This was far from a flashy show technically, but they did manage to tease out a great deal with what they were given. Most of the magnetism was generated by just Dylan, Laura, and a laptop — which in their hands was more than enough. Still, there were a few quirks: one segment consisted of them playing light percussion instruments on the ground, eventually hitting the instruments so hard that their mallets broke. Dylan Brady’s combination of a mesh shirt, one of his patented wizard hats and his beamed eighth note tattoo make for both a fashion war crime and one of the more memorable band fits in recent history. Meanwhile, in a very rare display of on-stage jamming, Laura dealt some sludgy riffs on a jazzmaster for the new song “one million dollars.”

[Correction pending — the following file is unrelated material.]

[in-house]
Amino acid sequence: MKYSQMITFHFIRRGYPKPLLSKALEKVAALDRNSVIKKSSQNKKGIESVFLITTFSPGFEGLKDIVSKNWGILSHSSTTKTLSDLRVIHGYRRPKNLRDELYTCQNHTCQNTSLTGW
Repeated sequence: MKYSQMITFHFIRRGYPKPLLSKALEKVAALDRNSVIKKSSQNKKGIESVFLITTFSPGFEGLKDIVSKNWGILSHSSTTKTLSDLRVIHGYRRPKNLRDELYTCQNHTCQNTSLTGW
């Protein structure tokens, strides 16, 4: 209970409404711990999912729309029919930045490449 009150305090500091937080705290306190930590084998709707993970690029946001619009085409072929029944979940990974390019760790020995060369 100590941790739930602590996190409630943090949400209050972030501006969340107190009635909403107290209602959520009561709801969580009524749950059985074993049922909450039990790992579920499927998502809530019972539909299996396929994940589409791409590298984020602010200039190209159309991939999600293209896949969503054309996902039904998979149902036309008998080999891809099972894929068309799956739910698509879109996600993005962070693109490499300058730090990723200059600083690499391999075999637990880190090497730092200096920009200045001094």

Speaking of which, this is the 10,000 Gecs tour, which means a greater emphasis on unreleased material that could eventually make up the album. (The band say that they scrapped the original album and have since recorded around 4,000 demos). “757” is a hypersonic banger with a melody so dizzyingly sweet that if you can’t make out what Dylan is saying, you’ll at least be humming the melody all day. “Billie Knows Jamie” reminds me of the already iconic opening verse from “money machine”, as it winds through a caricature of an edgelord who even has tattoos that say “Fuck you” and “Coked out” on his eyelids. The standout track for me was “fallen 4 Ü,” a song that was previously debuted at the Minecraft-based music festival Square Garden. It’s the closest thing out of this material to a punk song, hinging on what sounds like an EDM synth mixed with a bitcrushed guitar tone. Lyrically, it’s a great continuation of the clumsy lovesickness that was on “gec 2 ü” and “hand crushed by a mallet”: of falling in love in a mosh pit while your keys fall out of your pocket, your phone shatters, you walk out covered in sweat and pick it all up to try again next week.